• Stephen

    My grandmother, who lived in Southern Illinois, not far from Kentucky, would use the expression ” I swan” It was used to express surprise or maybe consternation. We grew up in Michigan and whenever we went to see her every other year she would invariably say “Well, I swan, you kids are getting so big!” Lots of folks in that little old town would use the phrase. I never heard it Michigan at all. Grandma died in 1982 at age 77,and it seems that expression is close to dead too.

  • Douglas Wallace

    It was considered against the teachings of the Bible to “swear”, so this is a “minced oath”, the old preachers made this very clear. My grandma and my older aunts would never say “I swear”, as that was forbidden, but to say “I swan” is similar to saying “Jeepers” instead of “Jesus”, and would get them out of going to hell.

  • Amy

    My grandma, who is 89, often says, “I’ll swan to pete!” I was reminded of this while listening to a Stephen King short story today. Thought I would look it up. She lives in Southern Illinois, which isn’t too far from Western Kentucky. She also often says someone is “faunching and raring” if that person is having a fit.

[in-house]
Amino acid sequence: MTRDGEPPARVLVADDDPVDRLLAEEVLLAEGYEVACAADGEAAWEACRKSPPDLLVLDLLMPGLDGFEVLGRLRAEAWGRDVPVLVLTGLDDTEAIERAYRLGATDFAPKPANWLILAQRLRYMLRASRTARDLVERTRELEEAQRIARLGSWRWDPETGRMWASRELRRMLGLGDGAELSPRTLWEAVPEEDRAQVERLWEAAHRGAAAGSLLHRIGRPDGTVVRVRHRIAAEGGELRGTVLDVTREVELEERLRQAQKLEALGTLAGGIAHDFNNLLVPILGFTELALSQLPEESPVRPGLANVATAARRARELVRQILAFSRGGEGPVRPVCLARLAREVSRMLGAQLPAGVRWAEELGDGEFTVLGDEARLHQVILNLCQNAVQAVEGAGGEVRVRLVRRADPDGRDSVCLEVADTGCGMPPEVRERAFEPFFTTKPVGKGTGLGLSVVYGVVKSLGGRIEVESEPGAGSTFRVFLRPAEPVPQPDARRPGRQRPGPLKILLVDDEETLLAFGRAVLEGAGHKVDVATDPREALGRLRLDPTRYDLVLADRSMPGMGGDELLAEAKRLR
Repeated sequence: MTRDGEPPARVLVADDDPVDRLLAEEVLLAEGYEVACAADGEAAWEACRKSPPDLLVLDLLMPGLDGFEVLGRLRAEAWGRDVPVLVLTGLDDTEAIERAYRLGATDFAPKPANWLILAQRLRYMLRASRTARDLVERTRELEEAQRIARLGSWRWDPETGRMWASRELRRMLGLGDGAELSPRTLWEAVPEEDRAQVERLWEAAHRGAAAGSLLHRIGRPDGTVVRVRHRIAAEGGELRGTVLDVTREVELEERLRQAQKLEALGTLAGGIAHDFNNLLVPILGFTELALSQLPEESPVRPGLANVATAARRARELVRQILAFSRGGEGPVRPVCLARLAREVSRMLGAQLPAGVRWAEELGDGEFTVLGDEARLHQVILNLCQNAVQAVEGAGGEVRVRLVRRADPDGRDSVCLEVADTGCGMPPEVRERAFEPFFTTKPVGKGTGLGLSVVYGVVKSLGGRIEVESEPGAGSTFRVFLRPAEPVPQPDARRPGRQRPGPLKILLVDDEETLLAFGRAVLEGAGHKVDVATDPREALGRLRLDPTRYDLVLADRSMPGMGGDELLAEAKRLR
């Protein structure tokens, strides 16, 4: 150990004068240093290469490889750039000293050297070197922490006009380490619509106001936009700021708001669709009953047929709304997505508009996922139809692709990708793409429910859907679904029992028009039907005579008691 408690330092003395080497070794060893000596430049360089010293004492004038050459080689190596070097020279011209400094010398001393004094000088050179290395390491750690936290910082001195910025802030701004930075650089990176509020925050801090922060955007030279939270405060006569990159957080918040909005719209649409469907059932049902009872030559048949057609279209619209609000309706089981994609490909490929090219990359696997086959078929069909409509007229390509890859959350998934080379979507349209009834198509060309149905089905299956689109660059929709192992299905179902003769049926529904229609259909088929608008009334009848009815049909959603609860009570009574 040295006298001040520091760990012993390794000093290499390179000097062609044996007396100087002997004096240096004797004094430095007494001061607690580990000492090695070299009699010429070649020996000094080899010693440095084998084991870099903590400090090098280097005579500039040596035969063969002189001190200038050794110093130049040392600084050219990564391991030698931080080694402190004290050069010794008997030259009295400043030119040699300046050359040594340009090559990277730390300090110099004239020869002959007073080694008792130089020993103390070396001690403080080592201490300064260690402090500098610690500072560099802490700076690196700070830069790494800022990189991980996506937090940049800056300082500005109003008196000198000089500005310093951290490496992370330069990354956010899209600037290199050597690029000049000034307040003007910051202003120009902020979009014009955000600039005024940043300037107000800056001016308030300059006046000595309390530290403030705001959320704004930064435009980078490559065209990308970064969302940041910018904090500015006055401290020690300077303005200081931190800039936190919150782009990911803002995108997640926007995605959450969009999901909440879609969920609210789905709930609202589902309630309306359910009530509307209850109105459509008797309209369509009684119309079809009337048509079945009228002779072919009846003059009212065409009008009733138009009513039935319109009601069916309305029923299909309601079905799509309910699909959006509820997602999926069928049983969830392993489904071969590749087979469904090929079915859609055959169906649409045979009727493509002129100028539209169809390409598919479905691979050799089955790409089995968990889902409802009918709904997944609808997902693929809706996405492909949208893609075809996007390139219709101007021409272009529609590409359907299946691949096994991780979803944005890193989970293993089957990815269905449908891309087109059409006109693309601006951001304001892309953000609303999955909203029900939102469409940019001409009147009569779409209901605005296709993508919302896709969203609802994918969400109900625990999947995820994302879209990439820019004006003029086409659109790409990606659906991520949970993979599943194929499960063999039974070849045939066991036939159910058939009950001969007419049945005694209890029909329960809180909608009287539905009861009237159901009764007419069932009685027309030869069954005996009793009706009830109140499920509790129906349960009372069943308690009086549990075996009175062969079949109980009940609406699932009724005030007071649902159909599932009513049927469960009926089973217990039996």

• Richard

    My uncle from Oklahoma said “Well, I swam” with the most humorous nasal western drawl

  • MaryAnn hekgeson

    My mom always said,”I’ll swan” when hearing something new or unusual to her. We are from Arkansas. it makes sense to me that the expression also means ,”I’ll swear”‘ which many southern also say.

  • Grace

    My mother was born in the Missouri Ozarks and I grew up hearing “I swan” and “I’ll swan to my time”, usually when she was perturbed at me. So glad to hear it again.

  • Sam Pace

    I’m 50 years old and was raised in south Mississippi and I still use the word “swunny”. But it has certainly been lost with the younger generations.

  • Jeremy

    My grandmother was born in 1915 in Burlington, NC. Whenever she was exasperated by some unpleasant revelation, she would say, “Well, I swunny!” She is the only person I ever heard use “swunny”, probably because we all migrated to Florida when I was a toddler. I’ve never heard anyone use the word in Florida, and I’ve lived all over the state, from Ft. Lauderdale to St. George Island.

  • babbette

    My grandmother went with “Well, I swan”. She told me a lady should not only never swear, but should never even say the word ‘swear’. I told her that if I wasn’t allowed to say ‘gee’ because it meant ‘Jesus’, that she shouldn’t say ‘swan’ because it meant ‘swear’.

    I started saying ‘Well, I duck.” to thumb my nose at the over restrictive limits on language in my family and over the decades it’s become a habit, scattering confusion worldwide.

  • tina